Tax Cuts and Jobs Act - More Changes

Date: June 13, 2018

The Tax Cuts and Jobs Act (the “Act”) that went into effect on January 1, 2018 significantly impacts nonprofit organizations.  The Act changes how unrelated business income to calculate UBIT must be calculated, requires employer paid excise tax on annual compensation in excess of $1 Million and on excess parachute payments paid to certain employees, and alters the tax treatment of employer paid expenses for transportation, parking expenses and athletic facilities.  We have addressed those changes in other articles in our Newsletter.  In this article, we will discuss how the Act gives rise to possible changes in charitable giving, establishes new tax withholding tables for employees and assesses an excise tax on certain university endowments.  The Act did not, however, repeal the Johnson Amendment, which was on the table for elimination in earlier versions of the Act.

Charitable Contributions

The Act nearly doubled the standard deduction for taxpayers:  singe/married filing separately - $12,000 (previously, $6,500); married filing jointly - $ 24,000 (previously, $24,000); and heads of household - $18,000 (previously, $9,350).  This increase in standard deductions along with new limits on other deductions such as state and lower taxes, will result in fewer taxpayers itemizing deductions.  Multiple sources estimate that less than 10% of taxpayers will continue to itemize (decrease from previously 1/3 of Americans who itemized deductions).  A charitable deduction is only available to those taxpayers who itemize, effectively eliminating the tax benefit of charitable giving for most taxpayers.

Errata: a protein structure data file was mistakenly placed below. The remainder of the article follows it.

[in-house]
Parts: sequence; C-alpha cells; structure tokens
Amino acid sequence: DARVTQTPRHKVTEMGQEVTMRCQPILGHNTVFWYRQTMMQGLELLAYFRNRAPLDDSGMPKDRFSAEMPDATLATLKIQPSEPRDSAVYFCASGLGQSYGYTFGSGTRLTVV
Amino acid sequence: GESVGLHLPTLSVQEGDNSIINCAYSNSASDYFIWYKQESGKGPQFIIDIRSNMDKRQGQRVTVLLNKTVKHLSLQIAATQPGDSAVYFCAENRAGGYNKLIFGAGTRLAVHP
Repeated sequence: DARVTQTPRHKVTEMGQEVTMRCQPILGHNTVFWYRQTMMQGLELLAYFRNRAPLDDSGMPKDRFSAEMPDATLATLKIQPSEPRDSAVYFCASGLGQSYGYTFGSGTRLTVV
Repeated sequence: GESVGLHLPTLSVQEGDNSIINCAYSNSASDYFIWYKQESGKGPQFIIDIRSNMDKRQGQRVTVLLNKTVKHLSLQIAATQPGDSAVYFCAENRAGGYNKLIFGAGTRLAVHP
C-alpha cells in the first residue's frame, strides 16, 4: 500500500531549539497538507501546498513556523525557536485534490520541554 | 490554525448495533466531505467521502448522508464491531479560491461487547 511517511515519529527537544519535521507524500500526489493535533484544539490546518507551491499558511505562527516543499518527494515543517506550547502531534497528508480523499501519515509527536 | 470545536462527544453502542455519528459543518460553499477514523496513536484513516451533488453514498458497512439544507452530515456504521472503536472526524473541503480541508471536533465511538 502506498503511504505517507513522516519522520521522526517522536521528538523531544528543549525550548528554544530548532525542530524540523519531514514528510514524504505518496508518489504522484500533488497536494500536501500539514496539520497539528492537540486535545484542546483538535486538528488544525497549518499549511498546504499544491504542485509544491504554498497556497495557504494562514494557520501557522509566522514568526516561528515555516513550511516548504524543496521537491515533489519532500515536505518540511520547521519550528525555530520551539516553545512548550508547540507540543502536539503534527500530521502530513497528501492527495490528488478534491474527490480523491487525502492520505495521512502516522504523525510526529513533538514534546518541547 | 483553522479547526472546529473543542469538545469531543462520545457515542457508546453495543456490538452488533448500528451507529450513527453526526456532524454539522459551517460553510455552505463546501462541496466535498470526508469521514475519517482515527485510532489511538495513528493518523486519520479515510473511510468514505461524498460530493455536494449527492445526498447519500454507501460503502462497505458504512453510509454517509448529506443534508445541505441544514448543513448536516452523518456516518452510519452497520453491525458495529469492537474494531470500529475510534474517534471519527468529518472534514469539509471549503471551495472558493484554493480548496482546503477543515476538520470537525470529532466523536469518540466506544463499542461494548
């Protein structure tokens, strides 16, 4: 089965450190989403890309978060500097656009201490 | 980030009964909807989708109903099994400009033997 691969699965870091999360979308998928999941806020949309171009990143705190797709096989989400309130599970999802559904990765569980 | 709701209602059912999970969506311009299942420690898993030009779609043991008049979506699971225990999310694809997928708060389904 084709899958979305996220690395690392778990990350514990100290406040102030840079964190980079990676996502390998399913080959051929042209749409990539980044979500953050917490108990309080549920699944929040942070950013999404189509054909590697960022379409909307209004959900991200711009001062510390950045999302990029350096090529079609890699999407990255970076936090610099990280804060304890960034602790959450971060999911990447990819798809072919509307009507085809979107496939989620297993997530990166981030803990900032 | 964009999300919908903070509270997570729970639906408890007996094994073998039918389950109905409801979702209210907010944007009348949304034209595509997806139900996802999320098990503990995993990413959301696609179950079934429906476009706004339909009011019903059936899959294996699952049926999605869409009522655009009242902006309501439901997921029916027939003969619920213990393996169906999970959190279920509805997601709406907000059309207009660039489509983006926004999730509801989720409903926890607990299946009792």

The significant decrease in the number of taxpayers who may itemize may cause charitable organizations to experience a considerable decrease in charitable giving in the future.  This loss of revenue to charities will greatly impact organizations' operations and may result in the elimination of many jobs. 

The good news, however, is that the Act increases the limit on cash donations for individual taxpayers who do itemize deductions. Previously, this limit was 50% of the individual's adjusted gross income (AGI). The limit has been increased to 60% of each individual's AGI. 

What can charities do to avoid the predicted decline in giving? While it may be difficult to identify specific acts to avoid the predicted decline, charities will need to sharpen fundraising efforts to encourage donors to focus on the furtherance of the organization's mission despite the lack of individual tax incentives for donations.

Withholding Tables

The Act established new withholding tables for employees.  The 2018 withholding tables reflect the Act's new standard deductions, eliminates personal exemptions and includes updated tax rates and brackets.  A new updated Withholding Calculator can be found on the website.  Employers (including nonprofit organizations) must use the new withholding tables and employees may wish to revise and resubmit their W-4s to their employers. 

Nonprofit College and University Endowments

The Act institutes a new excise tax of 1.4% on realized gains on investments of nonprofit colleges and universities with assets of at least $500,000 per full-time student and more than 500 full-time students.  According to the National Association of Independent Colleges and Universities, this tax will impact approximately 35 institutions across America.  In addition, the Act eliminated the ability of taxpayers to deduct 80% of a donation made for the right to purchase tickets for college events, including athletic events.   Going forward, no deductions will be available for individuals purchasing tickets to college events.

Johnson Amendment

There was much speculation as to whether the Act would eliminate the Johnson Amendment. The Johnson Amendment prohibits all 501(c)(3) tax-exempt organization from endorsing or opposing political candidates. However, the repeal of the Johnson Amendment was removed from the Final GOP Tax Bill. As such, the Johnson Amendment remains intact, at least for now.  Public charities should continue to ensure that their activities do not endorse/oppose political candidates for public office.